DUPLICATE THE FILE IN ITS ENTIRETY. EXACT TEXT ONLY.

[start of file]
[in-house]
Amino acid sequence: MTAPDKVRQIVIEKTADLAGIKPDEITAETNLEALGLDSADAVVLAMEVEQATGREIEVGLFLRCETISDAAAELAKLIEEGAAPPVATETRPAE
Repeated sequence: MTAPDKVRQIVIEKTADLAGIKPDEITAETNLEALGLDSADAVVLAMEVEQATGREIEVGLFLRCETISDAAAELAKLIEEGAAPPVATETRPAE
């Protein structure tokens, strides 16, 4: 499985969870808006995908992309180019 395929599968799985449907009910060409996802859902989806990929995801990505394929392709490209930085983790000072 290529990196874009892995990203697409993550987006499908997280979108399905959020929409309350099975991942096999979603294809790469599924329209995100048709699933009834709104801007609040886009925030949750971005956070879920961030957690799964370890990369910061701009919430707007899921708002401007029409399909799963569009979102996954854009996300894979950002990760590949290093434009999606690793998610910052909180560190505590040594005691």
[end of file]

[in-house]
Amino acid sequence: MTAPDKVRQIVIEKTADLAGIKPDEITAETNLEALGLDSADAVVLAMEVEQATGREIEVGLFLRCETISDAAAELAKLIEEGAAPPVATETRPAE
Repeated sequence: MTAPDKVRQIVIEKTADLAGIKPDEITAETNLEALGLDSADAVVLAMEVEQATGREIEVGLFLRCETISDAAAELAKLIEEGAAPPVATETRPAE
């Protein structure tokens, strides 16, 4: 499985969870808006995908992309180019 395929599968799985449907009910060409996802859902989806990929995801990505394929392709490209930085983790000072 290529990196874009892995990203697409993550987006499908997280979108399905959020929409309350099975991942096999979603294809790469599924329209995100048709699933009834709104801007609040886009925030949750971005956070879920961030957690799964370890990369910061701009919430707007899921708002401007029409399909799963569009979102996954854009996300894979950002990760590949290093434009999606690793998610910052909180560190505590040594005691």